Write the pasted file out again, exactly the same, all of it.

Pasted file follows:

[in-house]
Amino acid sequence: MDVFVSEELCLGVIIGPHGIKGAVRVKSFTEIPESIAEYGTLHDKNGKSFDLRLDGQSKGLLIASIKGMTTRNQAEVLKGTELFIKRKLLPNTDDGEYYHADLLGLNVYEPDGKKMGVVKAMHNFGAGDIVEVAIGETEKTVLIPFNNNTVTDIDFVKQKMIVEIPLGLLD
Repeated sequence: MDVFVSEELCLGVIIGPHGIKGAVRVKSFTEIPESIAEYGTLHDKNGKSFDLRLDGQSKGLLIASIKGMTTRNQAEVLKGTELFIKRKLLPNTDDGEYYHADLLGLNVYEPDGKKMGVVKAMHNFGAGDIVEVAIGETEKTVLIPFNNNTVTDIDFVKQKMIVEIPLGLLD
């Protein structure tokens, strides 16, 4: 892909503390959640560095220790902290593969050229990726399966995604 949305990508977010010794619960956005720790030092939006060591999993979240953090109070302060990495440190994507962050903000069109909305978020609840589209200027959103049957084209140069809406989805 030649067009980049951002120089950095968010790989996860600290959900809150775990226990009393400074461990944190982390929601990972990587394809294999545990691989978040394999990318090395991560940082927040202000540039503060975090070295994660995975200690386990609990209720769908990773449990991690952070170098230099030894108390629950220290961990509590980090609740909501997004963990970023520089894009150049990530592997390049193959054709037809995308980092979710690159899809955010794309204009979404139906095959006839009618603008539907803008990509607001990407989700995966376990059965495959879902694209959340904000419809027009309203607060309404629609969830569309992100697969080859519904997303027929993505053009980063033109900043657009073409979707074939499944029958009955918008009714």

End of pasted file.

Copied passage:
[in-house]
Amino acid sequence: MDVFVSEELCLGVIIGPHGIKGAVRVKSFTEIPESIAEYGTLHDKNGKSFDLRLDGQSKGLLIASIKGMTTRNQAEVLKGTELFIKRKLLPNTDDGEYYHADLLGLNVYEPDGKKMGVVKAMHNFGAGDIVEVAIGETEKTVLIPFNNNTVTDIDFVKQKMIVEIPLGLLD
Repeated sequence: MDVFVSEELCLGVIIGPHGIKGAVRVKSFTEIPESIAEYGTLHDKNGKSFDLRLDGQSKGLLIASIKGMTTRNQAEVLKGTELFIKRKLLPNTDDGEYYHADLLGLNVYEPDGKKMGVVKAMHNFGAGDIVEVAIGETEKTVLIPFNNNTVTDIDFVKQKMIVEIPLGLLD
């Protein structure tokens, strides 16, 4: 892909503390959640560095220790902290593969050229990726399966995604 949305990508977010010794619960956005720790030092939006060591999993979240953090109070302060990495440190994507962050903000069109909305978020609840589209200027959103049957084209140069809406989805 030649067009980049951002120089950095968010790989996860600290959900809150775990226990009393400074461990944190982390929601990972990587394809294999545990691989978040394999990318090395991560940082927040202000540039503060975090070295994660995975200690386990609990209720769908990773449990991690952070170098230099030894108390629950220290961990509590980090609740909501997004963990970023520089894009150049990530592997390049193959054709037809995308980092979710690159899809955010794309204009979404139906095959006839009618603008539907803008990509607001990407989700995966376990059965495959879902694209959340904000419809027009309203607060309404629609969830569309992100697969080859519904997303027929993505053009980063033109900043657009073409979707074939499944029958009955918008009714």